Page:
Exercising efficient energy

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Eating healthy is essential to keeping up energy levels. One nutritious source of energy is nuts. (Photo illustration by George Walker | The Collegian)

Winter break is a monthlong break for students to recharge, however, this recharge only lasts so long before it dies out again. So what is a student to do? Keeping energy and focus up throughout the semester is something a lot of students have to work hard for. Naturally, the first thing many turn to is energy drinks, caffeine or focus-enhancing medicine.

What students might not know is that there are more natural and healthy ways to get energy and focus that won’t require preparing for a “crash” process at the end of it.

A lot of ways to stay energized require morning habits and activities. One habit that is common for many students is starting the day with a cup of coffee. According to Bayo Adio, expert in fat loss and body transformation at 3rd Street Nutrition in Manhattan, the effects of coffee lasts for a short period of time.

“I think most people are used to getting up and getting their coffee, but that only lasts for an hour or two and you crash pretty quickly,” Adio said.

Though coffee has many good health benefits, according to Adio, it should not be a sole resource for energy. Nutritious foods provide longer-lasting energy and don’t result in a “crash.” Simply eating breakfast will help keep up energy all day long according to Adam Carney, sophomore in kinesiology.

“Obviously with energy, the first thing to do is diet, then make sure you eat breakfast in the morning,” Carney said. “That will give you more energy through the day because it more evenly distributes your calories throughout the day.”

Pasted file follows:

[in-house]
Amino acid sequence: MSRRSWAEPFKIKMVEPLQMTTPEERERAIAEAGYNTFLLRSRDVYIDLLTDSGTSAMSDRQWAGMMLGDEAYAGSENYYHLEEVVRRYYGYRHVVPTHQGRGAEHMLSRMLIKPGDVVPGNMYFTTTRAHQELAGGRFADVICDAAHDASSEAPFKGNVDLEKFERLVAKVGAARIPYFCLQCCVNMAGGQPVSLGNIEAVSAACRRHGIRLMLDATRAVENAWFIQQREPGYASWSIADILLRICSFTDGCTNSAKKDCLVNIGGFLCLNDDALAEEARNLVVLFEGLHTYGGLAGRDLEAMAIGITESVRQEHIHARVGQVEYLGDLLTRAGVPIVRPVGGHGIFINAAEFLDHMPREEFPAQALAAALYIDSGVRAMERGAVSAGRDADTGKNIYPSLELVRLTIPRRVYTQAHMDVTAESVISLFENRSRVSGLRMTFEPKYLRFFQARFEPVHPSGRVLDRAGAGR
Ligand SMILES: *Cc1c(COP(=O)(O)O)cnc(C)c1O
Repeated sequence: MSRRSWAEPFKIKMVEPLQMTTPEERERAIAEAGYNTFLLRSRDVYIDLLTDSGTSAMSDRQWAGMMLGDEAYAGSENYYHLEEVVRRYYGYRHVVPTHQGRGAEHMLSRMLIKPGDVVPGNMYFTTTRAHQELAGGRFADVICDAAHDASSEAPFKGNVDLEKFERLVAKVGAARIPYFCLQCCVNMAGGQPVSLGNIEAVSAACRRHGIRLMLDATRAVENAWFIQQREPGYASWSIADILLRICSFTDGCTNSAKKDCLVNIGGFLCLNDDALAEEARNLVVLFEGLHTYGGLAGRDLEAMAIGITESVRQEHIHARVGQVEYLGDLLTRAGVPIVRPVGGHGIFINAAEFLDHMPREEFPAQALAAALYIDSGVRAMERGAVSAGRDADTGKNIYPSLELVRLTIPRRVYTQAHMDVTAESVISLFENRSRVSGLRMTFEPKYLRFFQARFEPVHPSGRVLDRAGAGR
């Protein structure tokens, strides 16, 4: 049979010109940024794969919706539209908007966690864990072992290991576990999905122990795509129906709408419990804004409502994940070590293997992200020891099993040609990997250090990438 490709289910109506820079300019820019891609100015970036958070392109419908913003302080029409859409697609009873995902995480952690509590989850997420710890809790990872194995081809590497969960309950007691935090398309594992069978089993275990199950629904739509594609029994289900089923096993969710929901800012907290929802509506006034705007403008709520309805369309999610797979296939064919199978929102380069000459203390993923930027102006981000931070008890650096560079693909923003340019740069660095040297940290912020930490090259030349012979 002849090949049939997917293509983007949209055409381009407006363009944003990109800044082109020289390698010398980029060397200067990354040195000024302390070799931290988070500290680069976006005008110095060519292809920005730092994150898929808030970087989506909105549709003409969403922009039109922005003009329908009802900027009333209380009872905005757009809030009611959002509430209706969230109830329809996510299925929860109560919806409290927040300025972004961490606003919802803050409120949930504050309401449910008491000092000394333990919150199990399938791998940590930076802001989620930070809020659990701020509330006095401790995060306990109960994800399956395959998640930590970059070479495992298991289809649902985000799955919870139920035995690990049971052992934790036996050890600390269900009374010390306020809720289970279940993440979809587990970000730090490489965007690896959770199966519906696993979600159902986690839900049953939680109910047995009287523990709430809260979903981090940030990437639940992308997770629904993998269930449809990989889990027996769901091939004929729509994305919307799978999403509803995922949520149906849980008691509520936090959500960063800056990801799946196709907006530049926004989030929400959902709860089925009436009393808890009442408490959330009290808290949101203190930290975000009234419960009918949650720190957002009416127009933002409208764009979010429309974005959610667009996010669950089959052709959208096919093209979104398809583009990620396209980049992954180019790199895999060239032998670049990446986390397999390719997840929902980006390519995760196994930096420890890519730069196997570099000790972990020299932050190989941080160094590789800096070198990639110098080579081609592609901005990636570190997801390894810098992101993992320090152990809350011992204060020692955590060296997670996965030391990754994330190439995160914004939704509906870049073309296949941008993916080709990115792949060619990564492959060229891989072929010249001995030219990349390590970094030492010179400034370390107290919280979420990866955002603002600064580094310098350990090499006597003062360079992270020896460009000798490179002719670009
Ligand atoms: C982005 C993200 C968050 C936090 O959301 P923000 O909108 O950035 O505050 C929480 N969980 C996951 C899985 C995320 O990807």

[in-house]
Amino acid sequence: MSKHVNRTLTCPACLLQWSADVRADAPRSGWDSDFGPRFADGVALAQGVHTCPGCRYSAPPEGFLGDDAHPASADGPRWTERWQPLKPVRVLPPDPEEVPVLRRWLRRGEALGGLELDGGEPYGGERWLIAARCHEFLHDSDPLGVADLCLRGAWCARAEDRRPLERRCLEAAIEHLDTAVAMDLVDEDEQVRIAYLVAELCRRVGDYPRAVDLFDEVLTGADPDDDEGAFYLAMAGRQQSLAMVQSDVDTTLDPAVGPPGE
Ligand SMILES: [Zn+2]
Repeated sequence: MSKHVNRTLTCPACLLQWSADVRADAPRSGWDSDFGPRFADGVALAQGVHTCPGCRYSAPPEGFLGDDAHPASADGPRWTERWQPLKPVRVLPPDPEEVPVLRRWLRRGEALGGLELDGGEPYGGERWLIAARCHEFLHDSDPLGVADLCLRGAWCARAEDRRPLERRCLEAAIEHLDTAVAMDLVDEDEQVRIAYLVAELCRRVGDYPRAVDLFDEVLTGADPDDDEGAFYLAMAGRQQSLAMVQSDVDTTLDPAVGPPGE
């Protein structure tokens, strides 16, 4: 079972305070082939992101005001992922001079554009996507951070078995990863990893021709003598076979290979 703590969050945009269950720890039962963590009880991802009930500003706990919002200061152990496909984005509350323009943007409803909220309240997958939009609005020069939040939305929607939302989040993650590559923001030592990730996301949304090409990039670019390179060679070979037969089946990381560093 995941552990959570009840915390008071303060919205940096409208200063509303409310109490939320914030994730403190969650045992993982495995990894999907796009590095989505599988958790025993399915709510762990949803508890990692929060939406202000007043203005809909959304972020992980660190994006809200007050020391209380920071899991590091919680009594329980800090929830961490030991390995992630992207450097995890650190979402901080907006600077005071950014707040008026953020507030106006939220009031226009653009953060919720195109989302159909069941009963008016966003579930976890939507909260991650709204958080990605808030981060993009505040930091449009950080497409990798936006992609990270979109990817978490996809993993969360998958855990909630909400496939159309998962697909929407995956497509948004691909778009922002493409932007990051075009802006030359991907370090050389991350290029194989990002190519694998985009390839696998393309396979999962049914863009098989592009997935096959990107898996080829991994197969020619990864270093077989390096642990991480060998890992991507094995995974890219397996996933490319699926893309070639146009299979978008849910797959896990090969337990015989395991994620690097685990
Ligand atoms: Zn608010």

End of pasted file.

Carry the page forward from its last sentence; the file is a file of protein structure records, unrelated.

There are also ways to maximize the energy that breakfast can give. This is where eating the “right kinds of foods” can come in handy. According to Adio, eating high-powered foods for breakfast will further increase energy.

“I don’t think it stops with just eating breakfast,” Adio said. “I think it’s extremely important to eat a highly nutritious breakfast and that’s kind of like your high-powered vegetables and protein and fruits is needed. I think those are more important in increasing your energy levels, rather than something like coffee.”

Adio said that some of these high-powered vegetables can include asparagus, green beans, cauliflower, broccoli and spinach. He also said he would recommend almonds and nuts for a nutritious snack. Foods like these help bring energy levels up rather than down.

“I think more so, there’s a lot of foods that can bring our energy levels down,” Adio said. “I like to call them starches instead of carbs. Carbs are supposed to help increase your energy level, but the simple sugars and the starches are the ones that bring your energy level down. You can get a lot of your healthy carbs from vegetables.”

Drinks can be important for energy level as well. Aido said he recommends drinking water to keep yourself hydrated. Nicole Schaum, sophomore in health and nutrition, recommends having a drink that is healthy and keeps your body alert.

“A cup of green tea is really good for you,” Schaum said. “It’s full of antioxidants and it boosts your metabolism.”

Besides the diet and foods aspect, there are more active ways to keep energy and focus on a high level. But exercise does not necessarily mean making a trip to the gym either; one way to get more energy is just going to class on your own two feet.

“As far any kind of exercise, what I would tell people is to walk to class or to bike to class,” Carney said. “That will get the blood flowing and turn your mind on, more or less. You will have more energy when you get to class and it will help you sleep better.”

If working out is part of your daily routine, Adio said he recommends working out in the morning – it has worked well for his clients.

“I’ve heard a lot of feedback from a lot of our clients; they feel so so much better just getting a quick work out in the morning,” Adio said. “Their whole day is just filled with energy.”

So spend some time finding other ways to boost your energy without caffeine or other stimulants that may be harmful to your body. It can be as simple as eating breakfast or routinely stretching in the morning.

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My name is Emily Moore and I'm a senior majoring in English and mass communications with a minor in leadership. I love to read, write and edit. During my free time, I enjoy doing crossword puzzles, rock climbing and spending time with my friends.